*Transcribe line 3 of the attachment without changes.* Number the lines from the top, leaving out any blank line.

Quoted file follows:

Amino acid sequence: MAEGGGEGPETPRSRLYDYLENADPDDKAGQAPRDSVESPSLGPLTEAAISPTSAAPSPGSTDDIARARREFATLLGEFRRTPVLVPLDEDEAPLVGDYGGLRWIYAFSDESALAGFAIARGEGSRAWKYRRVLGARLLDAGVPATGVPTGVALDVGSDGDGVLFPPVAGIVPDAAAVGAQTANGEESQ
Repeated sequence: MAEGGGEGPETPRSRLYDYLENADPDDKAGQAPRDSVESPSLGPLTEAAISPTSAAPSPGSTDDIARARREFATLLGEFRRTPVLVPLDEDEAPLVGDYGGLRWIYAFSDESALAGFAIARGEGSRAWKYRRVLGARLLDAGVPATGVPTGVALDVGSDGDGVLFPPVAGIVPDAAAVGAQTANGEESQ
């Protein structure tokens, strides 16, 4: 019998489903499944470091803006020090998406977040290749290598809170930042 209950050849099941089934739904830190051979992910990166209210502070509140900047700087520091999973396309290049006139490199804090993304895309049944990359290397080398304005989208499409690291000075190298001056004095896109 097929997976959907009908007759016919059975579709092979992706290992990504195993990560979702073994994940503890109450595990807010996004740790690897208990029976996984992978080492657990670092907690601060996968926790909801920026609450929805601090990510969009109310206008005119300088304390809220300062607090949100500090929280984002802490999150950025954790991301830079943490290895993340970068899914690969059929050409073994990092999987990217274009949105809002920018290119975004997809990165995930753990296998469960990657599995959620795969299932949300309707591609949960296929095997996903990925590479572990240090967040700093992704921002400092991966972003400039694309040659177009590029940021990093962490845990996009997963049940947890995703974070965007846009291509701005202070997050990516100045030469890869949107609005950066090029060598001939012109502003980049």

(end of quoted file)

């Protein structure tokens, strides 16, 4: 019998489903499944470091803006020090998406977040290749290598809170930042 209950050849099941089934739904830190051979992910990166209210502070509140900047700087520091999973396309290049006139490199804090993304895309049944990359290397080398304005989208499409690291000075190298001056004095896109 097929997976959907009908007759016919059975579709092979992706290992990504195993990560979702073994994940503890109450595990807010996004740790690897208990029976996984992978080492657990670092907690601060996968926790909801920026609450929805601090990510969009109310206008005119300088304390809220300062607090949100500090929280984002802490999150950025954790991301830079943490290895993340970068899914690969059929050409073994990092999987990217274009949105809002920018290119975004997809990165995930753990296998469960990657599995959620795969299932949300309707591609949960296929095997996903990925590479572990240090967040700093992704921002400092991966972003400039694309040659177009590029940021990093962490845990996009997963049940947890995703974070965007846009291509701005202070997050990516100045030469890869949107609005950066090029060598001939012109502003980049």